Outdoor Garden: Growing Mushrooms The Easy Way

Growing mushrooms can be a little complicated. You have a lot of things to worry about: sterilizing grains, mixing substrates, managing cultures, making spawn. Don't forget to do everything possible to prevent contamination that could spell doom for the project.

Well, if you are a mushroom lover, all these so-called complications will sound like motivation. If you are new, though, this question could be ringing in your head.

"Is there no easier way to grow mushrooms?"

Well, good for you; there are mushroom kits you can use to grow your mushroom. If you want to enjoy a satisfying experience, you should trust the process and grow mushrooms yourself in your garden in a straw bed.

Interestingly, it's easy.

If you use pre-made spawn, you can grow oyster mushrooms outside with a minimum of fuss.

  • You don’t need artificial environmental controls.
  • You don’t need pasteurization or sterilization.
  • You also don’t need expensive equipment.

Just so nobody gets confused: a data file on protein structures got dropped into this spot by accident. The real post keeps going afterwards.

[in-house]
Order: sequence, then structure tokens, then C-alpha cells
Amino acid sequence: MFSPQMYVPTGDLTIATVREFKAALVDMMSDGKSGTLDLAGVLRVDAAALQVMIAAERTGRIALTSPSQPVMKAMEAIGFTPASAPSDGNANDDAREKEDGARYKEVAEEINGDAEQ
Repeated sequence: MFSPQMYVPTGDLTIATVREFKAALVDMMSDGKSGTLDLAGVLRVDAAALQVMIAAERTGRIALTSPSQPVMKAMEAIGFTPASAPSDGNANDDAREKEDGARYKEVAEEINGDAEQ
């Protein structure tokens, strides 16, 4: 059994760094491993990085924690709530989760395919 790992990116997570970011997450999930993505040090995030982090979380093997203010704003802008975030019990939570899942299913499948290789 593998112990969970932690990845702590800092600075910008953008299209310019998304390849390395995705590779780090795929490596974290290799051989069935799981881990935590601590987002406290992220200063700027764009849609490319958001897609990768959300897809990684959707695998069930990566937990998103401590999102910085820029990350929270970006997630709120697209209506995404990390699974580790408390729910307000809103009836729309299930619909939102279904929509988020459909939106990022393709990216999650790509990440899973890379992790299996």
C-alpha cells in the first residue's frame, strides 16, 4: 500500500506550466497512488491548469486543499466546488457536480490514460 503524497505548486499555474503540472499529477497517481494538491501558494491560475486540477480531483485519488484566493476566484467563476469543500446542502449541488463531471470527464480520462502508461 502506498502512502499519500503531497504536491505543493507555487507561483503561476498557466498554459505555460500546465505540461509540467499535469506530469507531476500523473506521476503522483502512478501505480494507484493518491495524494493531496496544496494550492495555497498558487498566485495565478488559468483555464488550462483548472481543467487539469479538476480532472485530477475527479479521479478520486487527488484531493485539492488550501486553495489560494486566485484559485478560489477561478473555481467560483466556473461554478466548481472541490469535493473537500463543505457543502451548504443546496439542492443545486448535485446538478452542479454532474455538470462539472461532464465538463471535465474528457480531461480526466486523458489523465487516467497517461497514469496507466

In a nutshell, all you need to grow mushrooms outside is a bundle of straw (oat or wheat), water, pre-made grain spawn, and a poly-sheet. It's fun to grow mushrooms this way. This method is easy, and there is no magic to it. One thing is sure, you'll get mushroom, the result though, will not be like that of a colonized substrate groomed in a well-controlled environment. In every likelihood, you'd succeed in growing mushrooms more than you can imagine. Fun fact, you won't go through much trouble.

Let's walk through this process together.

What you need

  1. Grain Spawn

Two options, make the grain spawn yourself or buy a pre-made grain spawn. It is fantastic to make your grain spawn yourself, so it's worth trying. Spoiler alert, it's not so much fun for a beginner. You can buy your pre-made grain spawn online in Canada or the USA from NootroFx.

  1. Straw

Wheat or oat either straw works just fine; they are also available to buy online. But if you have any farm close to you, it's best to get straw from a local source.

  1. A poly-sheet

After inoculating your mushroom bed, you will need it to remain moist while colonizing. The ploy-sheet gives you the chance to do that.

  1. Garden space

You need space in your garden to grow your mushroom. Preferably position the bed in a place where the direct sunlight can hardly reach. Somewhere with shade 24/7 is just perfect, especially when the grass around it helps keep the correct humidity ratio.

Mushroom Selection

The result you will get depends highly on the type of mushroom you decide to grow.

Naturally, you will go for a species that thrives on straw and has the rigidity to last fluctuating conditions. Blue Oyster is suitable for temperate climate regions. It thrives well on straw.